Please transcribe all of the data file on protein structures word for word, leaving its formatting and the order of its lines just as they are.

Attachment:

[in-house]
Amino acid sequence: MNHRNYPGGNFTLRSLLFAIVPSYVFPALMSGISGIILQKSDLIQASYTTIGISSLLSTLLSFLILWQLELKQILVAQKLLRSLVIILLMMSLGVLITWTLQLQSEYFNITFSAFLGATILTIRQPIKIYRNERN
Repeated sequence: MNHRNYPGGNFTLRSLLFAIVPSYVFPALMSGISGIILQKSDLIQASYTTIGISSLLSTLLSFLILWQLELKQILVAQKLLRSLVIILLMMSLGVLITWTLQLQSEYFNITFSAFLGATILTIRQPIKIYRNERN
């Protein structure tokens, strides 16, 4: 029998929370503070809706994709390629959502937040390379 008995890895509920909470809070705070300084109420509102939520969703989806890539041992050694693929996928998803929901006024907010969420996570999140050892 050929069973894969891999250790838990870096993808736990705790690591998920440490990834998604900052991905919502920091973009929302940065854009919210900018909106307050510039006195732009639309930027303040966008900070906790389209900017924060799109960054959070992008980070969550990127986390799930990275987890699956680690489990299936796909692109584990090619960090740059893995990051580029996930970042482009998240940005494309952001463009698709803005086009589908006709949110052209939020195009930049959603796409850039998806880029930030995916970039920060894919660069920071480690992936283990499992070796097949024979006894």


[in-house]
Amino acid sequence: MNHRNYPGGNFTLRSLLFAIVPSYVFPALMSGISGIILQKSDLIQASYTTIGISSLLSTLLSFLILWQLELKQILVAQKLLRSLVIILLMMSLGVLITWTLQLQSEYFNITFSAFLGATILTIRQPIKIYRNERN
Repeated sequence: MNHRNYPGGNFTLRSLLFAIVPSYVFPALMSGISGIILQKSDLIQASYTTIGISSLLSTLLSFLILWQLELKQILVAQKLLRSLVIILLMMSLGVLITWTLQLQSEYFNITFSAFLGATILTIRQPIKIYRNERN
């Protein structure tokens, strides 16, 4: 029998929370503070809706994709390629959502937040390379 008995890895509920909470809070705070300084109420509102939520969703989806890539041992050694693929996928998803929901006024907010969420996570999140050892 050929069973894969891999250790838990870096993808736990705790690591998920440490990834998604900052991905919502920091973009929302940065854009919210900018909106307050510039006195732009639309930027303040966008900070906790389209900017924060799109960054959070992008980070969550990127986390799930990275987890699956680690489990299936796909692109584990090619960090740059893995990051580029996930970042482009998240940005494309952001463009698709803005086009589908006709949110052209939020195009930049959603796409850039998806880029930030995916970039920060894919660069920071480690992936283990499992070796097949024979006894």